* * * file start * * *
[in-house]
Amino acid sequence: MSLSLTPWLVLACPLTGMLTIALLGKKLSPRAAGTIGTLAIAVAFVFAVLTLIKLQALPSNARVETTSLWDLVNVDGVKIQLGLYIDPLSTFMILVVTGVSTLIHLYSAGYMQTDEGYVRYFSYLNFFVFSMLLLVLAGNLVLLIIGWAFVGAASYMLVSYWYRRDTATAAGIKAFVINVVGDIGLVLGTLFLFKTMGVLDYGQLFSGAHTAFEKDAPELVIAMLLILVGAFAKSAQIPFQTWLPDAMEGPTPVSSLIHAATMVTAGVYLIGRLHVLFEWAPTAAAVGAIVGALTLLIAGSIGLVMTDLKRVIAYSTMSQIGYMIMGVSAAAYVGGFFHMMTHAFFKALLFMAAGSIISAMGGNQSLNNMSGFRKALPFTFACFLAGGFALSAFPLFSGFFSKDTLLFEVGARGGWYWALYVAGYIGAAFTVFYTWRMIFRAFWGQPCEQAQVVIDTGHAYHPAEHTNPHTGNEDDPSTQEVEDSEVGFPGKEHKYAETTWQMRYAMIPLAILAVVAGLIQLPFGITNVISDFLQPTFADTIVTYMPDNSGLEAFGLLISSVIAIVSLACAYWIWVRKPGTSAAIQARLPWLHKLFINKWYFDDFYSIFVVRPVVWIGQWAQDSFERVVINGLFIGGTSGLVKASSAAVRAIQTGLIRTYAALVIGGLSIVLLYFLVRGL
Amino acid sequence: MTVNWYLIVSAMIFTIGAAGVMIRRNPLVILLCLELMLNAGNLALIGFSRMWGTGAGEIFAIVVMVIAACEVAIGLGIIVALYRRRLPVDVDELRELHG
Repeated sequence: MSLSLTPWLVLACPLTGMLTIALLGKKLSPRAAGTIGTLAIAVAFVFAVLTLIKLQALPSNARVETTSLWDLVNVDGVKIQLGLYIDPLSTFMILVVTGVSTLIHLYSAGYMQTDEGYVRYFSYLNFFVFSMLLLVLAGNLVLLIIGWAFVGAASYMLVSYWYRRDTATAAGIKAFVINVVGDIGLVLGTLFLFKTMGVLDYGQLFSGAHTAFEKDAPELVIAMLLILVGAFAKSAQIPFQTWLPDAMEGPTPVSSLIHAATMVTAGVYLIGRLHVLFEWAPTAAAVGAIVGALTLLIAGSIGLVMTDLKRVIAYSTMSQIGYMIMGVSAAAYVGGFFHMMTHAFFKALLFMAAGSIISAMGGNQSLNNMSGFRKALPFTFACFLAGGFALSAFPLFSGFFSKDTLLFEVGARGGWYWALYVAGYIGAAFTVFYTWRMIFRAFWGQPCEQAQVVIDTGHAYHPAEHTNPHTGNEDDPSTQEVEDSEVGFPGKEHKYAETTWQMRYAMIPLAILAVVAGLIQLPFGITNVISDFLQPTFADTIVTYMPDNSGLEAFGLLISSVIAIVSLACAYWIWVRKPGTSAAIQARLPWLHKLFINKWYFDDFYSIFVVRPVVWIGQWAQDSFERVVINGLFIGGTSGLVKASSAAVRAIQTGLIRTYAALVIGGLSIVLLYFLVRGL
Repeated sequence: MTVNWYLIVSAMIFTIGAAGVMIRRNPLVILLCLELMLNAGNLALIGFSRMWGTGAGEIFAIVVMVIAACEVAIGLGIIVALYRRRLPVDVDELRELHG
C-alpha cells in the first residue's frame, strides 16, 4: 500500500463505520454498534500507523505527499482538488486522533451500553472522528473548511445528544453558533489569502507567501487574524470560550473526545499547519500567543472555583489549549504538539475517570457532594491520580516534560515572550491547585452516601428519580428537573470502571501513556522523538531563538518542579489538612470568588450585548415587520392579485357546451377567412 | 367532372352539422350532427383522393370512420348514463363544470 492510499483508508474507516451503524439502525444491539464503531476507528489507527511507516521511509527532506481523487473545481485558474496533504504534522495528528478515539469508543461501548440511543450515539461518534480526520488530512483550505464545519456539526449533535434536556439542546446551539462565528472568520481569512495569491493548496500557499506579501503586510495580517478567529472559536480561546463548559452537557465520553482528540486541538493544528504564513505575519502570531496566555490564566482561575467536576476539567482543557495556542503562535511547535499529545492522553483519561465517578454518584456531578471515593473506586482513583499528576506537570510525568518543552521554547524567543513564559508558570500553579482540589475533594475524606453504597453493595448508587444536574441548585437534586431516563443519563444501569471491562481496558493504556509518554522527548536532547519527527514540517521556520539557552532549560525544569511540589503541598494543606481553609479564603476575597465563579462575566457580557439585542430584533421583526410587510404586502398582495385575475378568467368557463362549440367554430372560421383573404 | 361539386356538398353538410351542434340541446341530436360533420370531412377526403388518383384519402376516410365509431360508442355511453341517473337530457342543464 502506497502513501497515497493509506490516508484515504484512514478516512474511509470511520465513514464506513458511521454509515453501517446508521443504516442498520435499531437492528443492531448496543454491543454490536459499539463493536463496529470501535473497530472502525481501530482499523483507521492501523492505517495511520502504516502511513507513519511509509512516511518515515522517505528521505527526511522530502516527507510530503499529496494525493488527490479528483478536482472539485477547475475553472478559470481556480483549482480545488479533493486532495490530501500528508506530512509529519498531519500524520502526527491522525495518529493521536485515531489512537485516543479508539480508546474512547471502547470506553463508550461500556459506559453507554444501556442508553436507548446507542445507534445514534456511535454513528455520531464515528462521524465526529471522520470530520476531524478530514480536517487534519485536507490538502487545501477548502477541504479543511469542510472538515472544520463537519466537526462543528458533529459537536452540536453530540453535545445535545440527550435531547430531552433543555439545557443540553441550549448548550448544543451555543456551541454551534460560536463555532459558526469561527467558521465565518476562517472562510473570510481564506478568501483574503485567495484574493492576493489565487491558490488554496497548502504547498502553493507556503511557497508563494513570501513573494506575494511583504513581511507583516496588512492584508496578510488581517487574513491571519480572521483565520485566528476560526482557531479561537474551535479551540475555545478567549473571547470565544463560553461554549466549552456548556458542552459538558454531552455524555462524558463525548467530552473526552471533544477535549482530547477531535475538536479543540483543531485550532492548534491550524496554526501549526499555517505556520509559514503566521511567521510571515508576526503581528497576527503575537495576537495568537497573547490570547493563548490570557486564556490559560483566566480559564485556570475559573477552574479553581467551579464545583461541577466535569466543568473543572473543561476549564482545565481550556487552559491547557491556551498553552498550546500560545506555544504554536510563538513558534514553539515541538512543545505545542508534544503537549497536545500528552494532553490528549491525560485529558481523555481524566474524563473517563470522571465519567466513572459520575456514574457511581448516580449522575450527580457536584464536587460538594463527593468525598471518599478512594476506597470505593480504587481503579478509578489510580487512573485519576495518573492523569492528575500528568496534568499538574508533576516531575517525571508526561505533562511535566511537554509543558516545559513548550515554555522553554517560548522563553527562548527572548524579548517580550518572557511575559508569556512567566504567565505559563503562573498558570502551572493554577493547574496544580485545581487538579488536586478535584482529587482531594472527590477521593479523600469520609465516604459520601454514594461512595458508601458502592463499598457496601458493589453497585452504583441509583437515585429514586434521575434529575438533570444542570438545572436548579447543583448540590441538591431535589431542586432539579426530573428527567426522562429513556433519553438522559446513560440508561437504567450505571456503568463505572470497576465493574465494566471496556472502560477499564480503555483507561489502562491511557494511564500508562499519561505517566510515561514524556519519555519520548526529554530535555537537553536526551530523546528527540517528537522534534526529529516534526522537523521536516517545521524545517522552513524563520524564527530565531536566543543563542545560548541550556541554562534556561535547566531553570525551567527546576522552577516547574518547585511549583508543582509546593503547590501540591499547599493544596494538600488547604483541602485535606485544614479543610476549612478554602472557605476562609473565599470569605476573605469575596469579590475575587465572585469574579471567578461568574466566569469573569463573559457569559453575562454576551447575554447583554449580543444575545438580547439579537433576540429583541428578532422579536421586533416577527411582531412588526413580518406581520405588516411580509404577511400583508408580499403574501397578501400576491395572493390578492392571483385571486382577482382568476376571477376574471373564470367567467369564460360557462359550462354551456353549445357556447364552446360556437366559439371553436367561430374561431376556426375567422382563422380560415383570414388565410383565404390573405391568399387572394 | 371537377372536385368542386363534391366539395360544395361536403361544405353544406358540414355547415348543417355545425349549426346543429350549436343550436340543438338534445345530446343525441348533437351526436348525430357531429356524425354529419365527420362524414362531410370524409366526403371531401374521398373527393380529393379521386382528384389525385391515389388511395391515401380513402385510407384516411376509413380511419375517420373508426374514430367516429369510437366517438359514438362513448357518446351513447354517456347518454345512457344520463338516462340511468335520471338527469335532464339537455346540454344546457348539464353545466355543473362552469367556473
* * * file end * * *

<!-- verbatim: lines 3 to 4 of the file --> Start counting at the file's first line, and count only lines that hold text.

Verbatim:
Amino acid sequence: MTVNWYLIVSAMIFTIGAAGVMIRRNPLVILLCLELMLNAGNLALIGFSRMWGTGAGEIFAIVVMVIAACEVAIGLGIIVALYRRRLPVDVDELRELHG
Repeated sequence: MSLSLTPWLVLACPLTGMLTIALLGKKLSPRAAGTIGTLAIAVAFVFAVLTLIKLQALPSNARVETTSLWDLVNVDGVKIQLGLYIDPLSTFMILVVTGVSTLIHLYSAGYMQTDEGYVRYFSYLNFFVFSMLLLVLAGNLVLLIIGWAFVGAASYMLVSYWYRRDTATAAGIKAFVINVVGDIGLVLGTLFLFKTMGVLDYGQLFSGAHTAFEKDAPELVIAMLLILVGAFAKSAQIPFQTWLPDAMEGPTPVSSLIHAATMVTAGVYLIGRLHVLFEWAPTAAAVGAIVGALTLLIAGSIGLVMTDLKRVIAYSTMSQIGYMIMGVSAAAYVGGFFHMMTHAFFKALLFMAAGSIISAMGGNQSLNNMSGFRKALPFTFACFLAGGFALSAFPLFSGFFSKDTLLFEVGARGGWYWALYVAGYIGAAFTVFYTWRMIFRAFWGQPCEQAQVVIDTGHAYHPAEHTNPHTGNEDDPSTQEVEDSEVGFPGKEHKYAETTWQMRYAMIPLAILAVVAGLIQLPFGITNVISDFLQPTFADTIVTYMPDNSGLEAFGLLISSVIAIVSLACAYWIWVRKPGTSAAIQARLPWLHKLFINKWYFDDFYSIFVVRPVVWIGQWAQDSFERVVINGLFIGGTSGLVKASSAAVRAIQTGLIRTYAALVIGGLSIVLLYFLVRGL